Past patents have suggested that Sony is working on finger-tracking for a new VR motion controller, possibly PlayStation Move 2, to be paired with an unannounced PSVR 2 headset. Now a new video from Sony researchers gives us a much more solid look at that work.
The video accompanies a new research paper titled ‘Evaluation of Machine Learning Techniques for Hand Pose Estimation on Handheld Device with Proximity Sensor’. Crucially, the work is authored by Kazuyuki Arimatsu and Hideki Mori from Sony Interactive Entertainment. That’s the division of Sony specifically responsible for the PlayStation brand, and not the wider corp. Watch the video below – this could well be the basis for Sony next-gen PlayStation Move 2 VR controllers.
What we can see is a prototype for a controller similar to Valve’s Index Controllers in terms of functionality. Sensors in the controller are able to tell when a user is gripping the device with all their fingers and when they lift individual fingers away. The movement is imitated in a virtual representation of the hand, allowing for deeper hand presence in VR. As the video states, this technique doesn’t use any external vision to track the position of fingers as seen in the controller-free solution on Oculus Quest.
Later on in the video we also see the controller put to the test with a simulated sweaty hand and with hands fitted with rings and watches. The results are impressive.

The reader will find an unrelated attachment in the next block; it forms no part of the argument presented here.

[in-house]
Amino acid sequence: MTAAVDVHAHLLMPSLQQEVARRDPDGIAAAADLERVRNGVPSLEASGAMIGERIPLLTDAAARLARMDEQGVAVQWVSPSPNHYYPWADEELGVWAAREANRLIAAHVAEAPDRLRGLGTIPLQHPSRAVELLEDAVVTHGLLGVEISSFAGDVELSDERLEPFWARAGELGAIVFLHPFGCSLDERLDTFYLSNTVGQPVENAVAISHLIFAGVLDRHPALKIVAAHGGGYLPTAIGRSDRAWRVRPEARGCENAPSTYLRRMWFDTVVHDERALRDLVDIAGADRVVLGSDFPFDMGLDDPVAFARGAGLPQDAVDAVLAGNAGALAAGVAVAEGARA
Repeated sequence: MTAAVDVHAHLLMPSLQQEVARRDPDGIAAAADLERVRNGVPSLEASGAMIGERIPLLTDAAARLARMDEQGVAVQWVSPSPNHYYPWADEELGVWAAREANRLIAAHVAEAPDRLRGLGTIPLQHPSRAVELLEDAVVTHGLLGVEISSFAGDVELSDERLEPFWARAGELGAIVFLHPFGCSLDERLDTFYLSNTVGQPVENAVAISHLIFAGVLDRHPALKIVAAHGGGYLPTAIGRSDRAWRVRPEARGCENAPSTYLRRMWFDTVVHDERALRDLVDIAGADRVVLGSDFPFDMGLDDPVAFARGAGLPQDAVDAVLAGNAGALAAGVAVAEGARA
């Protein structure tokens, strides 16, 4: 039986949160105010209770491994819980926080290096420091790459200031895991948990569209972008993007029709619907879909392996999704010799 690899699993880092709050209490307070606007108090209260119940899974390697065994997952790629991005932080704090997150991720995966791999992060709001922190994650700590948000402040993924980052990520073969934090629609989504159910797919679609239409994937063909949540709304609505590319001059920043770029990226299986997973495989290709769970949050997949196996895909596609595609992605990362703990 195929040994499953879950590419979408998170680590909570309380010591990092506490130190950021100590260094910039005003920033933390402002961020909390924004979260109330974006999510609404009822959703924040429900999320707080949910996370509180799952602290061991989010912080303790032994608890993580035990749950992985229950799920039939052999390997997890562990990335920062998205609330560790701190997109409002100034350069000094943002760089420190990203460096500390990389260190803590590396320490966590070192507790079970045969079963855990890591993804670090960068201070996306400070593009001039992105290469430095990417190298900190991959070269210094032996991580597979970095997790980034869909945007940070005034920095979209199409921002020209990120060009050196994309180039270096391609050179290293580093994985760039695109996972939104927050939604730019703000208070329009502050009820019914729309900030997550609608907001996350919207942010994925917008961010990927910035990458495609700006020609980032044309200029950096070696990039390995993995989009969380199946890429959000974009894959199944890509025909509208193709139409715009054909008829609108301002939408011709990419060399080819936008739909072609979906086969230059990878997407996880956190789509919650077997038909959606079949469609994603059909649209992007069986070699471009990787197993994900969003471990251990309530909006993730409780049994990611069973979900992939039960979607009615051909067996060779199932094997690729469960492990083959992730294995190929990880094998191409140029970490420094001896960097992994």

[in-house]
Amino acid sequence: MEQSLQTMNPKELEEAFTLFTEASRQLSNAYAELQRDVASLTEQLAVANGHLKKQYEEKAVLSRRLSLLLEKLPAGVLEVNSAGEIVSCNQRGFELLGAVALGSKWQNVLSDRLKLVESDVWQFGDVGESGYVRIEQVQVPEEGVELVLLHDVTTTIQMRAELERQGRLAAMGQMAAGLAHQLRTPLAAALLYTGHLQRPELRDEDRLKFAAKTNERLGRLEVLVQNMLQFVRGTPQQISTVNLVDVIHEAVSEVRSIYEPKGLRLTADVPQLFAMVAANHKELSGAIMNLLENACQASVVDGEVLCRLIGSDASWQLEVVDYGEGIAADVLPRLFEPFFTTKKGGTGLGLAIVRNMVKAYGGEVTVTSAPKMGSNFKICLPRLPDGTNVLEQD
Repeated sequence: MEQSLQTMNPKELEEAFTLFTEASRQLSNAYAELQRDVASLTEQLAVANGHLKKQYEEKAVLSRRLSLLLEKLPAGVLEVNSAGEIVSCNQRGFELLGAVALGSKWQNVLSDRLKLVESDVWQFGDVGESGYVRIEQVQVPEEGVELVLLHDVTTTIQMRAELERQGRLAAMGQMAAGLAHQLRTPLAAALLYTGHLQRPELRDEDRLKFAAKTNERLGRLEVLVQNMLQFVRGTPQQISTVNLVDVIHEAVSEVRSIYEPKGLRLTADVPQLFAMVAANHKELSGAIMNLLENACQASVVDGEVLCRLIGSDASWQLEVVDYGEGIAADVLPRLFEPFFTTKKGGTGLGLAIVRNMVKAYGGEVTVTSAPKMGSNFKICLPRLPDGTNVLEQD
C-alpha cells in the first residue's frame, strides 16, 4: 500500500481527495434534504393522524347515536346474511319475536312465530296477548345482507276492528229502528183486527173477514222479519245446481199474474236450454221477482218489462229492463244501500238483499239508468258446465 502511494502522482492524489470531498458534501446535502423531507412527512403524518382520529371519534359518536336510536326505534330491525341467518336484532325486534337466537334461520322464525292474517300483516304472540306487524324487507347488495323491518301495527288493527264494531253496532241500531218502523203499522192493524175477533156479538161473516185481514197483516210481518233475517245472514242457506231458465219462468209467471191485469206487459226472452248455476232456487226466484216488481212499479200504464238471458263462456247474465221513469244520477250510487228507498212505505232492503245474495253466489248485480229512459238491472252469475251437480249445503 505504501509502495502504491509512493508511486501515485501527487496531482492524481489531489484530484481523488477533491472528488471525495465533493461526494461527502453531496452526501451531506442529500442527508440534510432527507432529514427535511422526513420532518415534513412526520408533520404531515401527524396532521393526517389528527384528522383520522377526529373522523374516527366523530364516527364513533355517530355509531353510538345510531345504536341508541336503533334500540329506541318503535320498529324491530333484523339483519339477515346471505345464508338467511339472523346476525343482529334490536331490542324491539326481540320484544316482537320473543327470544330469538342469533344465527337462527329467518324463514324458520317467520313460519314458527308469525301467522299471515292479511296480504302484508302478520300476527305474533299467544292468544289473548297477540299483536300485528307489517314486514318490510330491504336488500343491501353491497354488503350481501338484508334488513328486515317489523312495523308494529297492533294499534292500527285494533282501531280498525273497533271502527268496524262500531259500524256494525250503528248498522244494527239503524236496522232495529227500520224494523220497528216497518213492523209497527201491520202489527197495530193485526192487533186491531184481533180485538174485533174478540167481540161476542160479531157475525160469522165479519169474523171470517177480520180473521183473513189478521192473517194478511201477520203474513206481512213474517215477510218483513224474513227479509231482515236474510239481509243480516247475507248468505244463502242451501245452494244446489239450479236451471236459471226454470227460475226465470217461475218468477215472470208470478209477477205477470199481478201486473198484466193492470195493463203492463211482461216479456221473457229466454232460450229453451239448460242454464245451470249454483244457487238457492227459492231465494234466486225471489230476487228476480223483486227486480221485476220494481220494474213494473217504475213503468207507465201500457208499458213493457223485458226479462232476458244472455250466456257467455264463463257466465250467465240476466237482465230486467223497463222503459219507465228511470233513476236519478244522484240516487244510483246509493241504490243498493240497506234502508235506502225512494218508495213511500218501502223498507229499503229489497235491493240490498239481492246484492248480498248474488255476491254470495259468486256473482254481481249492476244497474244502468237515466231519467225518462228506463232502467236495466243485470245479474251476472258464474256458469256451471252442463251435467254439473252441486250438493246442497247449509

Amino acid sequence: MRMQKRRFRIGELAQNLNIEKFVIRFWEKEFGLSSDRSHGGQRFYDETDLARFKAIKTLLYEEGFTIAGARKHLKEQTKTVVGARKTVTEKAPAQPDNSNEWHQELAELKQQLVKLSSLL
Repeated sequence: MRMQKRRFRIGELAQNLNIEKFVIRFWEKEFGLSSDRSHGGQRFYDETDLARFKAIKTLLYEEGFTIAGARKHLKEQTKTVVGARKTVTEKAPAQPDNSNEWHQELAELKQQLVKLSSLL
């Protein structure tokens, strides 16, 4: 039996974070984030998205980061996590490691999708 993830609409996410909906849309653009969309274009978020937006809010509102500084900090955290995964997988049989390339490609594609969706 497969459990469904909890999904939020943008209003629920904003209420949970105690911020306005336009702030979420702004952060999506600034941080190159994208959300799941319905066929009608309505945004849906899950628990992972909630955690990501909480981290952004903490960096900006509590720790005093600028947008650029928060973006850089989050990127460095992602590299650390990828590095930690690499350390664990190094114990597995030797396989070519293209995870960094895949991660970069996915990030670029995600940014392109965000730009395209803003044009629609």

While nothing’s confirmed yet, it’s looking more and more possible that finger tracking becomes a major feature of Sony’s next-generation motion controllers for a possible PSVR 2. We do know that Sony is prototyping new headsets and we also know that its next-generation console, the PS5, will support the original PSVR headset. A true successor seems likely, and a new pair of controllers to accompany it is also likely to happen.
If these really are Sony’s next-gen VR controllers, expect to see a strap somewhere on the final device to help you hold them, much like the original patent showed. A year ago, the company also licensed advanced haptics for VR controllers. Not only that, but advanced haptics and trigger resistance already feature on the new DualSense controller for PS5. Lots of threads to follow here.
That said, don’t expect to see any of this work as a commercial product this year. Sony itself has warned that it’s not likely to release PSVR 2 alongside PS5. Hopefully we won’t have to wait too much longer, though. For now, check out everything we know about PSVR 2.
Excited to see these Sony next-gen VR controllers? Let us know in the comments below!